Plaque on a boulder at the site of the original Powers shanty upon their arrival to Steuben County on July 8, 1837. Powers descendants erected this plaque on July 8, 1937. Photo by Mona Hilden-Beckwith in possession of the author.

Perhaps Elias Rose thought of Stephen Powers when he concluded his remarks:

“There are several kinds of courage. One is that which enables men to brave the dangers of the battlefield. Another is that which prompts people to cut loose from the comforts afforded by an old settled community, and encounter the hardships and privations of pioneer life… They bravely undertook and heroically executed the herculean tasks before them, not so much for their own pecuniary advancement, as for the ultimate good and comfort of their children and grandchildren.” (7)

Indeed, Stephen A. Powers possessed both kinds of courage. He encountered the hardships of pioneer life not once, but twice, along with his large and closely interconnected family. Despite the hardships, he not only survived, but thrived.

Now, he was willing to brave the dangers of the battlefield in honor of his country. At his advanced age, could he survive the demands of war and the life of a Civil War soldier?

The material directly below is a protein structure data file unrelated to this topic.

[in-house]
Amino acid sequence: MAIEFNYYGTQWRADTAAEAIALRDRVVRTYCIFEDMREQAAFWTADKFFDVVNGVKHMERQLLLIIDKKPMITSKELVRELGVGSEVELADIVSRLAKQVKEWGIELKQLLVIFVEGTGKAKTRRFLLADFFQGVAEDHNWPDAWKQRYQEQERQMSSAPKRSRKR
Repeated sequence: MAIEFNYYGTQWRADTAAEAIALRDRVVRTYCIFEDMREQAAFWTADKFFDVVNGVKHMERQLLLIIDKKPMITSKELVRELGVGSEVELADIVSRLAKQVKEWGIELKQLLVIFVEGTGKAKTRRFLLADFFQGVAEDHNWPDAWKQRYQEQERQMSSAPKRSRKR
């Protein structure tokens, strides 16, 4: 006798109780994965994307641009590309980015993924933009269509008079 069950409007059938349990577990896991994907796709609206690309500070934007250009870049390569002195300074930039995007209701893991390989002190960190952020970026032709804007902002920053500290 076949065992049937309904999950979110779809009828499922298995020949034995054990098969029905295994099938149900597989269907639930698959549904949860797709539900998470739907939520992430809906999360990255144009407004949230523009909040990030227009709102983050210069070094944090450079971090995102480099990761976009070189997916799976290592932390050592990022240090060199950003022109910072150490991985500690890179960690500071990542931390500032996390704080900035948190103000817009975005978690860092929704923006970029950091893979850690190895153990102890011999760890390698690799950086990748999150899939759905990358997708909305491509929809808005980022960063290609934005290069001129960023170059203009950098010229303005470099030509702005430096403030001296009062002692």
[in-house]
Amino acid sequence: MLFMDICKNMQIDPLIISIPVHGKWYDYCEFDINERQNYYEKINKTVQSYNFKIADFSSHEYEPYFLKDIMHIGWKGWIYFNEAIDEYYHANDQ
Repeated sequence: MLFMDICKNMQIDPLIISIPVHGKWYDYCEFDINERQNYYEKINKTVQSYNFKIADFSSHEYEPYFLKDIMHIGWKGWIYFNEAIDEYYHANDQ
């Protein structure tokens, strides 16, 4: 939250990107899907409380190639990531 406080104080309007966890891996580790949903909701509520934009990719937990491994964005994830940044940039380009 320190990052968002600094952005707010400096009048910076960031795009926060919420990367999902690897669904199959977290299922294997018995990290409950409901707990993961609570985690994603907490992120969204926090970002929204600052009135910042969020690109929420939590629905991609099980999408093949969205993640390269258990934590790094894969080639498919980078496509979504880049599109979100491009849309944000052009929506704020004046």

Find out in Stephen A. Powers, Part 2: Young Enough to Serve His Country!


  1. For more information on the people who served in the Civil War, read the article “Who Fought?” at
  2. Personal history of Stephen A. Powers in “Atlas of Steuben Co., Indiana.” Chicago, J.H. Beers & Co., 1880, page 54. An almost identical account is found in “History of Steuben County, Indiana.” Chicago, Inter-state publishing co., 1885, page 623. Both sources can be accessed via
  3. “The Powers Family,” by Lee Earll and Viola Powers Amidon, page 37.
  4. “The Forty-Fourth Indiana Volunteer Infantry,” by John H. Rerick. Lagrange, Ind: The author, 1880, page 10. Available at
  5. See item 4, pages 18-19.
  6. See item 2, “Atlas of Steuben Co., Indiana.”
  7. “Forty-Five Years of Meetings of the Old Settlers’ Association as Published in The Steuben Republican,” by Kay Latier Lash, Page 29. Located at the Carnegie Public Library in Angola, Indiana. Date of newspaper clipping 13 Aug 1890.